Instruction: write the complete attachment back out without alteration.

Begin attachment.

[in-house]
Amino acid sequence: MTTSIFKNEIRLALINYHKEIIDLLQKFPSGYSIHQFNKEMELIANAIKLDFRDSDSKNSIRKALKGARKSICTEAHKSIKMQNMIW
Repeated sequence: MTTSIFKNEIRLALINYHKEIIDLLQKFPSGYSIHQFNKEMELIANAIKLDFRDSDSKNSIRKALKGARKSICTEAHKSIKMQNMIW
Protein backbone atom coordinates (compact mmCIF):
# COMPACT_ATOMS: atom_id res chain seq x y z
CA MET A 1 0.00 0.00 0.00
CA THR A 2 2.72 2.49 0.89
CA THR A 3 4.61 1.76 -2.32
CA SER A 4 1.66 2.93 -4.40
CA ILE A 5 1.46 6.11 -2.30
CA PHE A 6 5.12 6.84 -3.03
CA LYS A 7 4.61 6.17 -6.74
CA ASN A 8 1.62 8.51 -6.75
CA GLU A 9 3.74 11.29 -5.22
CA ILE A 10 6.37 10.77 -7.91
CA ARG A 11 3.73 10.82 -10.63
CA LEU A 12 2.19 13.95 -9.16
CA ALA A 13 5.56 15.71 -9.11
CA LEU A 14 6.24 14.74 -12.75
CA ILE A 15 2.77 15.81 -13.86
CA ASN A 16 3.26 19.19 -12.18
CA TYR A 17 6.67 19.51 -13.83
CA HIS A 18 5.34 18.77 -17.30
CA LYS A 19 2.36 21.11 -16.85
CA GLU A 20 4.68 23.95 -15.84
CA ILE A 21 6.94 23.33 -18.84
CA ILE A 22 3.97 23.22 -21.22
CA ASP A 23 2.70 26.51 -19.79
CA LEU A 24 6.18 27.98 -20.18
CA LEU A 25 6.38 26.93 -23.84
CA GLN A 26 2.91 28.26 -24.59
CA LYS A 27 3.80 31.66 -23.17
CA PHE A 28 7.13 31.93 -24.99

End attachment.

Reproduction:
[in-house]
Amino acid sequence: MTTSIFKNEIRLALINYHKEIIDLLQKFPSGYSIHQFNKEMELIANAIKLDFRDSDSKNSIRKALKGARKSICTEAHKSIKMQNMIW
Repeated sequence: MTTSIFKNEIRLALINYHKEIIDLLQKFPSGYSIHQFNKEMELIANAIKLDFRDSDSKNSIRKALKGARKSICTEAHKSIKMQNMIW
Protein backbone atom coordinates (compact mmCIF):
# COMPACT_ATOMS: atom_id res chain seq x y z
CA MET A 1 0.00 0.00 0.00
CA THR A 2 2.72 2.49 0.89
CA THR A 3 4.61 1.76 -2.32
CA SER A 4 1.66 2.93 -4.40
CA ILE A 5 1.46 6.11 -2.30
CA PHE A 6 5.12 6.84 -3.03
CA LYS A 7 4.61 6.17 -6.74
CA ASN A 8 1.62 8.51 -6.75
CA GLU A 9 3.74 11.29 -5.22
CA ILE A 10 6.37 10.77 -7.91
CA ARG A 11 3.73 10.82 -10.63
CA LEU A 12 2.19 13.95 -9.16
CA ALA A 13 5.56 15.71 -9.11
CA LEU A 14 6.24 14.74 -12.75
CA ILE A 15 2.77 15.81 -13.86
CA ASN A 16 3.26 19.19 -12.18
CA TYR A 17 6.67 19.51 -13.83
CA HIS A 18 5.34 18.77 -17.30
CA LYS A 19 2.36 21.11 -16.85
CA GLU A 20 4.68 23.95 -15.84
CA ILE A 21 6.94 23.33 -18.84
CA ILE A 22 3.97 23.22 -21.22
CA ASP A 23 2.70 26.51 -19.79
CA LEU A 24 6.18 27.98 -20.18
CA LEU A 25 6.38 26.93 -23.84
CA GLN A 26 2.91 28.26 -24.59
CA LYS A 27 3.80 31.66 -23.17
CA PHE A 28 7.13 31.93 -24.99